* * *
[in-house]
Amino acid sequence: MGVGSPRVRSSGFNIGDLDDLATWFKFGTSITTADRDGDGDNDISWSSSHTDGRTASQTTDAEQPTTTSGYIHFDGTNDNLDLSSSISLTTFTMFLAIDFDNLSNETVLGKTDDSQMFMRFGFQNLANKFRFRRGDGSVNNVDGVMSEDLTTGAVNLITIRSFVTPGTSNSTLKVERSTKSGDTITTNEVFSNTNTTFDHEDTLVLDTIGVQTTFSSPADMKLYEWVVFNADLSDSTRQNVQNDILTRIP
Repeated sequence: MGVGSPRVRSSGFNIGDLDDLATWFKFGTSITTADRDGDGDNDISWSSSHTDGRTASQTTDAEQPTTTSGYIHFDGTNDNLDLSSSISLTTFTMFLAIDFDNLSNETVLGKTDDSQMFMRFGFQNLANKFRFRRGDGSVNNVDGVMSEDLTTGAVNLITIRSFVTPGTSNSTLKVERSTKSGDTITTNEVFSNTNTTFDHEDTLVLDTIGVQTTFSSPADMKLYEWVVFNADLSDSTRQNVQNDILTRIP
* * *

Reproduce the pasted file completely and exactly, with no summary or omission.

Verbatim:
[in-house]
Amino acid sequence: MGVGSPRVRSSGFNIGDLDDLATWFKFGTSITTADRDGDGDNDISWSSSHTDGRTASQTTDAEQPTTTSGYIHFDGTNDNLDLSSSISLTTFTMFLAIDFDNLSNETVLGKTDDSQMFMRFGFQNLANKFRFRRGDGSVNNVDGVMSEDLTTGAVNLITIRSFVTPGTSNSTLKVERSTKSGDTITTNEVFSNTNTTFDHEDTLVLDTIGVQTTFSSPADMKLYEWVVFNADLSDSTRQNVQNDILTRIP
Repeated sequence: MGVGSPRVRSSGFNIGDLDDLATWFKFGTSITTADRDGDGDNDISWSSSHTDGRTASQTTDAEQPTTTSGYIHFDGTNDNLDLSSSISLTTFTMFLAIDFDNLSNETVLGKTDDSQMFMRFGFQNLANKFRFRRGDGSVNNVDGVMSEDLTTGAVNLITIRSFVTPGTSNSTLKVERSTKSGDTITTNEVFSNTNTTFDHEDTLVLDTIGVQTTFSSPADMKLYEWVVFNADLSDSTRQNVQNDILTRIP